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Puerto Ricos Ambassador To Texas
Nick Rivera covers four states out of Houston, addressing a varied 10-point agenda
By JOHN COLLINS
January 13, 2005
The satellite office of the Puerto Rico Federal Affairs Administration (PRFAA) in Houston covers Texas and the three adjacent states of Arkansas, Louisiana, and New Mexico with senior commercial officer Nick Rivera alone at the helm.
The Houston office, which was previously in San Antonio, is one of a dozen operated by the PRFAA stateside, and among those with the largest area of responsibility. The office promotes everything to do with Puerto Rico, including investment promotions, trade, tourism, and Rums of Puerto Rico.
"PRFAAs role in this region is to advance the well-being of Puerto Ricans, both on the island and on the [U.S.] mainland, and I see my role as a facilitator who promotes Puerto Rico in whatever way I can," Rivera said, conceding he is a one-man operation, "somewhat handicapped by a lack of support personnel and an inadequate budget."
Outgoing PRFAA head María Carmen Aponte, who was in San Juan recently for the inauguration of Gov. Aníbal Acevedo Vilá, said "Rivera is doing a great job for Puerto Rico in Texas, as well as in the bordering states he covers." Nominated to succeed Aponte is Eduardo Bhatia, former Popular Democratic Party (PDP) candidate for mayor of San Juan.
Rivera pointed out that more than 110,000 Puerto Ricans now live in Texas, and the number is continuously growing which, in itself, is proof the state is an attractive destination, affording them plenty of opportunity."
There are a number of factors that attract Puerto Ricans to Texas, including better education, military service, and professional and business opportunities. "In Texas, there are 26 Puerto Rican community-based organizations, and most of them have a civic, social or cultural character," Rivera said.
"There are a couple of professional associations like the Puerto Rico Medical Association in El Paso which, along with Killeen and San Antonio, have developed larger Puerto Rican communities because they are near military bases, where Puerto Ricans initially served and became familiar with the area."
Rivera first worked in Houston with Goya, when the food processor and distributor opened its first office in Texas.
Puerto Rico businesspeople organizing
Acknowledging the overwhelming majority of Hispanics in Texas are of Mexican descent, Rivera said Puerto Rican businesspeople in the Houston area, for example, have organized, and operate in cooperation with the much larger Hispanic Chamber of Commerce of Houston. The group has signed an agreement with the Puerto Rico Chamber of Commerce, and is also working to expand its relations with both the Puerto Rico Manufacturers Association (PRMA), and the islands United Retailers Association.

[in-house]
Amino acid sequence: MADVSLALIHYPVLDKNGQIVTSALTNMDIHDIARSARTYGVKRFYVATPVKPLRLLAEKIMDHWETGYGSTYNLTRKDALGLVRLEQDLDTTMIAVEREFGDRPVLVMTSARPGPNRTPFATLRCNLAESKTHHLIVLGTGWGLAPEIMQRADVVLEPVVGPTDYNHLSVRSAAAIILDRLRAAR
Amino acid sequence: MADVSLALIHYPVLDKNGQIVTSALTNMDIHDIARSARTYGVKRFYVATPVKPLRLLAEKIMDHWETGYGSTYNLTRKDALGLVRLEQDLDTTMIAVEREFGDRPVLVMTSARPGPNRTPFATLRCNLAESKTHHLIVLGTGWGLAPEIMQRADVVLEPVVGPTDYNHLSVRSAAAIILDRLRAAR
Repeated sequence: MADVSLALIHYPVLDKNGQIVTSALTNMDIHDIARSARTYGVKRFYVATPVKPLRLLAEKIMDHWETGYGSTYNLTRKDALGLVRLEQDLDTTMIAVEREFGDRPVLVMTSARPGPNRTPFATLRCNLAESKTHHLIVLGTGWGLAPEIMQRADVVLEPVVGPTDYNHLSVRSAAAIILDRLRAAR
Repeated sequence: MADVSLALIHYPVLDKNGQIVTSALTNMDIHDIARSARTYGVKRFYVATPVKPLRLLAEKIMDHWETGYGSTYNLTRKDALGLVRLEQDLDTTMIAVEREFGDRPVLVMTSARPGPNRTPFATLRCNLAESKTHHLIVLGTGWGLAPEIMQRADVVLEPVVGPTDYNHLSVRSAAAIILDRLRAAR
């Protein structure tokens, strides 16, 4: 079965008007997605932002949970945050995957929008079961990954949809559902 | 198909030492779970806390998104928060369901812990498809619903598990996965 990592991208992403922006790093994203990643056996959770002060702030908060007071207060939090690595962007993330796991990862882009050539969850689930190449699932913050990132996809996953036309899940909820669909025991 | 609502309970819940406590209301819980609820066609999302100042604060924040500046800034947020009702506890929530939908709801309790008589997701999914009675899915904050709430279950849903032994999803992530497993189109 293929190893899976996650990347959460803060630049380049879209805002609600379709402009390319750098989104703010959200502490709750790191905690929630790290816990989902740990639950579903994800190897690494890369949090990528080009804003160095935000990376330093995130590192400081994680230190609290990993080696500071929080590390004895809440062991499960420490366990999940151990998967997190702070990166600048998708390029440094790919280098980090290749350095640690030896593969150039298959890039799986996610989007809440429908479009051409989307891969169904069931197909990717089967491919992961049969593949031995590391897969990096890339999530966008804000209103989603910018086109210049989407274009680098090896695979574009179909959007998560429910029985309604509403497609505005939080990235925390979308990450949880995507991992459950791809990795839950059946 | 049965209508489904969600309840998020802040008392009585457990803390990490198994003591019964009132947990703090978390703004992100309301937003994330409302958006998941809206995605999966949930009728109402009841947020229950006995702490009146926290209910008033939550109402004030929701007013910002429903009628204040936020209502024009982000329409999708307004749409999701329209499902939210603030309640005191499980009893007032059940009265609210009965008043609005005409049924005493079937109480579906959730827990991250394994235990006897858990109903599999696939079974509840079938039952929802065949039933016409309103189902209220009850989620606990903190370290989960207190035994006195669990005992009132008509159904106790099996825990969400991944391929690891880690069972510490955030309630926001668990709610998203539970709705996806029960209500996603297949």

"This interaction is being fueled by the fact that four of the 20 Texas firms doing business with Puerto Rico are based in Houston," Rivera said, pointing to Continental Airlines, Phillips, Shell (with its connection to Humacao), and Cemex. He also noted the Dallas-Fort Worth area accounts for the majority of the other Texas-based firms operating in Puerto Rico, led by AMR Corp. and Hewlett-Packard.
Rivera described Continental Airlines as an important link between Houston and Puerto Rico because of its daily Sunday through Friday flight, and two flights on Saturdays. "Its passenger volume is so high and consistent that I understand Continental is planning to introduce a second daily flight to San Juan shortly, subject to final government approval," he said.
Travel industry sources identify a number of factors for Continentals success on the route, among them the increasing attractiveness of vacationing in Puerto Rico and elsewhere in the Caribbean, the growing popularity of Caribbean cruises out of San Juan, and the consistent travel of Puerto Ricans to and from Texas.
"The increasing popularity of Puerto Rico as a tourism destination in Texas is the reason why the Puerto Rico Tourism Co. has identified it as the fourth-largest source of tourists to the island, and one of the fastest-growing," Rivera said. The number of Texas residents vacationing in Puerto Rico in 2004 reached 60,100, a 7% increase compared to the 50,990 that traveled to the island in 2003, according to PRTC figures.
Promoting Puerto Rico tourism is another facet of his varied agenda. "Texas, without the PRTC spending any money [to promote the island as a tourism destination] in Texas, has emerged as the state with the fourth-largest number of tourists visiting Puerto Rico, after New York, Florida, and New Jersey."
Pointing to Houston as the energy capital of the U.S., Rivera said the Lone Star state hasnt been targeted by his office as a potential sector for development because of inadequate personnel, and budgetary considerations. "There is plenty of room for growth in the economic relationship between Houston and Puerto Rico, and I can assure you the Port of Houston is working to expand its relationship with the island," he said.
Rivera said Texas now boasts it is the largest port in the U.S., tonnagewise. Houstons strategy is to reposition itself as the "Gateway to the West," just as Miami calls itself the "Gateway to the Americas."
Riveras office was one of two stateside that werent involved in the voter registration drive led by former Gov. Sila Calderón, Rivera said. The other was California.
Bridge building and getting people to across
"I see the role of a PRFAA satellite office as that of bridge builder, and attracting people to cross it," Rivera said. "We have to create more interaction and stimulate all kinds of cultural exchanges."
Rivera, son of veteran Pete Rivera of American Airlines, was recently in San Juan to visit his family and attend the governors inauguration.
This Caribbean Business article appears courtesy of Casiano Communications.